The Analytical Laboratory Awards

2017 Analytical Laboratory Results

Once again, we’d like to thank everyone who voted in our annual poll on the previous year’s issues. Your votes help your favorite writers and artists by rewarding them directly and concretely for outstanding work. They help you by giving us a better feel for what you like and don’t like—which helps us know what to give you in the future.

We have six categories: novellas, novelettes, short stories, fact articles, poems, and covers. In each category, we asked you to list your three favorite items, in descending order of preference. Each first place vote counts as three points, second place two, and third place one. The total number of points for each item is divided by the maximum it could have received (if everyone had ranked it 1) and multiplied by 10. The result is the score listed below, on a scale of 0 (nobody voted for it) to 10 (everybody ranked it first). In practice, scores run lower in categories with many entries than in those with only a few. For comparison, the number in parentheses at the head of each category is the average for that category.

NOVELLAS (8.04)

  1. “Nexus,” Michael F. Flynn (12.61)

  2. “The Girls With Kaleidoscope Eyes,” Howard V. Hendrix (12.17)

  3. The Proving Ground,” Alec Nevala-Lee (8.04)

  4. “Native Seeds,” Catherine Wells (7.61)

  5. “Not Far Enough,” Martin L. Shoemaker (7.39)
     

NOVELETTES (5.76)

  1. “For All Mankind,” C. Stuart Hardwick (21.55)

  2. “Europa’s Survivors,” Marianne J. Dyson (13.47)

  3. “My Fifth and Most Exotic Voyage,” Edward M. Lerner (10.78)

  4. “Galleon,” Brian Trent (10.33)

  5. “The Old Man,” Rich Larson (7.63)
     

SHORT STORIES (0.86)

  1. “Paradise Regained,” Edward M. Lerner (3.33)

  2. (tie). “Long Haul,” Marie DesJardin (3.11)
    (tie). “Two Hours at Frontier,” Sean McMullen (3.11)

  3. “Time Travel is Only for the Poor,” S.L. Huang (2.89)

  4. (tie). “The Chatter of Monkeys,” Bond Elam (2.22)
    (tie). “Focus,” Gord Sellar (2.22)
     

FACT ARTICLES (5.35)

  1. “The Quest for the 2:00 Marathon,” Richard A. Lovett (7.21)

  2. “Alien Archeology,” Michael Carroll (6.74)

  3. “Sustainability Lab 101: Cuba as a Simulation of Possible Futures,” Stanley Schimdt (6.28)

  4. “Fatal Starlight,” Paul Fisher (5.12)

  5. “Rendezvous With a Comet: How ESA’s Rosetta Mission is Decoding Ancient Planetary Mysteries” Richard A. Lovett (4.19)
     

POETRY (4.4)

  1. (tie). “Barriers,” J. Northcutt Jr. (8.13)
    (tie). “Hypothesis/Assertion,” Daniel D. Villani (8.13)

  2. “Space Junk,” Bruce Boston (7.81)

  3. “Quantum Entanglement,” Fred D. White (6.25)

  4. “Theory of Gravity,” Josh Pearce (5.63)
     

COVER (2.77)

  1. July/August, by Rado Javor (2.36)

  2. May/June, by NASA (2.15)

  3. November/December, by Marianne Plumridge Eggleton (1.96)

  4. (tie). March/April, by Tomislav Tikulin (1.69)
    (tie). January/February, by Kurt Huggins (1.69)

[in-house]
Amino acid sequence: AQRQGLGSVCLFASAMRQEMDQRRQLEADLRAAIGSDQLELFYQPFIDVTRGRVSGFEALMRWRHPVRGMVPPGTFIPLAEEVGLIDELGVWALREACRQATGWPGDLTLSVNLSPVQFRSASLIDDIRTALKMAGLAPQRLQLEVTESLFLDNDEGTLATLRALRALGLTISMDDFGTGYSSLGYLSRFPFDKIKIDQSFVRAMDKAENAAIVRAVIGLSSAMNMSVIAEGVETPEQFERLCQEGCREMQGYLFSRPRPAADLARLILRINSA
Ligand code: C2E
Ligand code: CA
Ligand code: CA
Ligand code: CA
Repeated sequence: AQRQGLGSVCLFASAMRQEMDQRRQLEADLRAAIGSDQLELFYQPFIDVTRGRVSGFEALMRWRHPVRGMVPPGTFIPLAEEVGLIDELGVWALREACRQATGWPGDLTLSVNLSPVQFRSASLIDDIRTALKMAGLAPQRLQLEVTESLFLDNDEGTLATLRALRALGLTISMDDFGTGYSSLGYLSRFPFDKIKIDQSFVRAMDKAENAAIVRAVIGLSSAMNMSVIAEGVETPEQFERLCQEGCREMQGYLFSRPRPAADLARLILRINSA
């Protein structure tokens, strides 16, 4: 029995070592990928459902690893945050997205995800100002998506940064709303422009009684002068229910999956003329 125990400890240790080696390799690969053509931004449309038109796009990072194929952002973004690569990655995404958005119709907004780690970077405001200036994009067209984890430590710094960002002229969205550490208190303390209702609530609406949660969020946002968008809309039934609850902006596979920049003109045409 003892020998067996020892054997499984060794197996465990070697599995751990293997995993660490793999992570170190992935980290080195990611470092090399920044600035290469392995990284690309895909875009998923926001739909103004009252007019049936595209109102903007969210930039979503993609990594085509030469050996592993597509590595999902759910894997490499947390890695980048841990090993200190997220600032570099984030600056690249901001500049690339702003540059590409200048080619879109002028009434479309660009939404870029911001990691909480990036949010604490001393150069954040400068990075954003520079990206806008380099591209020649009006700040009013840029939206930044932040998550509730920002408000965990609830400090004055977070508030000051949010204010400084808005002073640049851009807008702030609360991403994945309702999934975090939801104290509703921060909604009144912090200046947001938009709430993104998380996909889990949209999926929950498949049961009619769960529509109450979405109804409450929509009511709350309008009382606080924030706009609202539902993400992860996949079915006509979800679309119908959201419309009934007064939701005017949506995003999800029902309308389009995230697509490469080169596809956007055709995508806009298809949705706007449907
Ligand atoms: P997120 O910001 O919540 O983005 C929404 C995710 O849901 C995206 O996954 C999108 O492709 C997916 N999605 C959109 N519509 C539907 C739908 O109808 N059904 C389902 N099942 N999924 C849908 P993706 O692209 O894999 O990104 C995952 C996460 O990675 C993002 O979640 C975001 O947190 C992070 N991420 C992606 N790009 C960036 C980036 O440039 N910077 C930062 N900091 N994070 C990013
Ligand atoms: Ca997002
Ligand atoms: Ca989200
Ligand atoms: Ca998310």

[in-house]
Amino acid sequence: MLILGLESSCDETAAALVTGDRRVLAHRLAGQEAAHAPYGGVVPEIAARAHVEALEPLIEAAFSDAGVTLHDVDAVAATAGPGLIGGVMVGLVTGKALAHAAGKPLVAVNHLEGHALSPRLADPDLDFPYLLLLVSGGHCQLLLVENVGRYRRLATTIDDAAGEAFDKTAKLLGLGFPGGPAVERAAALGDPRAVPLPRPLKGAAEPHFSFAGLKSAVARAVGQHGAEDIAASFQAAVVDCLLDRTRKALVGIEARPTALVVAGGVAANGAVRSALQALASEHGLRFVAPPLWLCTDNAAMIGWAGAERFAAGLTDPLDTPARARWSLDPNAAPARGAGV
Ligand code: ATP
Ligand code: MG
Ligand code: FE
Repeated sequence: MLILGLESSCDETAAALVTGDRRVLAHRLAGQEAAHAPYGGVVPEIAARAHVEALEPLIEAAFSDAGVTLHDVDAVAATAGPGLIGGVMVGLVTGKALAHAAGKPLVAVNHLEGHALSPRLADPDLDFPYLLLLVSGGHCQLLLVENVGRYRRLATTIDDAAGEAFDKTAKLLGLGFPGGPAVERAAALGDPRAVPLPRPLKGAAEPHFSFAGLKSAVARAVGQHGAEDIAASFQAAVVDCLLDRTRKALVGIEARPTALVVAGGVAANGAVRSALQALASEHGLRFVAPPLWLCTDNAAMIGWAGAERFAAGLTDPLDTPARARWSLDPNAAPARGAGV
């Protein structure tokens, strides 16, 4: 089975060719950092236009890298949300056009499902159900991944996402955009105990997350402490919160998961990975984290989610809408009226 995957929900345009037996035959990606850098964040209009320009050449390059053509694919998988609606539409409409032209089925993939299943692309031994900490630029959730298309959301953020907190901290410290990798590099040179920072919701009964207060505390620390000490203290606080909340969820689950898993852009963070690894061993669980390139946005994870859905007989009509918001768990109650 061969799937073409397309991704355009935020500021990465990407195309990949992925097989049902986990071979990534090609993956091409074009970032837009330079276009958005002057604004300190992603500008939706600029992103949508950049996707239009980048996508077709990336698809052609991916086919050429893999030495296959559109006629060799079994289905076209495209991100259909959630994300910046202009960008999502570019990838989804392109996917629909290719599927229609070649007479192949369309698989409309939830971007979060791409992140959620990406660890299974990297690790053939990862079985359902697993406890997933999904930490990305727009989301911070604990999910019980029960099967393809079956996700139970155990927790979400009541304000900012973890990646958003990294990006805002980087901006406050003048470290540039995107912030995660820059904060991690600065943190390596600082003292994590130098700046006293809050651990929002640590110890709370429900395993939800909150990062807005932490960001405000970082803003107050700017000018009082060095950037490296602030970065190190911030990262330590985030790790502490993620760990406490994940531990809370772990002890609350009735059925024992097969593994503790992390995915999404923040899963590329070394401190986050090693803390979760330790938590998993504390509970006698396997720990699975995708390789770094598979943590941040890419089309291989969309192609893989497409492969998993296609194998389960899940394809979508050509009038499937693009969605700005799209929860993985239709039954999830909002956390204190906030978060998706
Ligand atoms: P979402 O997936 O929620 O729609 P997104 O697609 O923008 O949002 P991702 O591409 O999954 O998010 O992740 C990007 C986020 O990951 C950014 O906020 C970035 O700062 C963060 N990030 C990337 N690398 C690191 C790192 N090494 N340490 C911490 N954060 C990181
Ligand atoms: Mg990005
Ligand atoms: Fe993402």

Not to pat myself on the back, but: based purely on the number of letters we recieved that were positively gushing about “Nexus” by Michael F. Flynn, I saw that first-place position coming. The numbers show that all the novellas were well received, but clearly something about Michael’s sprawling multi-genre mash-up really clicked with readers.

I had similar suspicions about C. Stuart Hardwick’s “For All Mankind” in the novelette category, after a strong initial showing from him last year, so I’m going to consider myself two for two here.

Analog regulars are well-represented in the short story category, but I want to point out how well “Time Travel Is Only for the Poor” by newcomer S.L. Huang did; as you likely know, the short story category is hyper-competitive, with many contenders, and third place out of the roughly seventy short stories we published is impressive. Hopefully it bodes well for more from S.L. in the future.

Once again, Richard A. Lovett does well in the fact article category; his enthusiasm when he’s writing about something near and dear, as he does in “The Quest for the 2:00 Marathon,” is palpable.

Love is poetry’s most enduring subject. So naturally one of the tied winning poems—“Hypothesis/Assertion”—is on that theme along with “Quantum Entanglement” and “Theory of Gravity,” third and fourth, respectively. The other two poems are out in space. “Barriers,” tied in first, focuses on space exploration (or its lack), while second place goes to the “Space Junk” man leaves behind.  —EH, Poetry Ed.

Since AnLab votes are so important in encouraging authors and artists to do their best work, and to giving you the kind of magazine you most like to read, we hope to see even more next year. Use our online ballot, e-mail, or “snail mail”! (Remember to be careful to vote in the right category, as listed in the annual index. Sometimes a few votes are wasted by being cast in the wrong category, and those simply can’t be counted. Using our online ballot makes this much less likely.)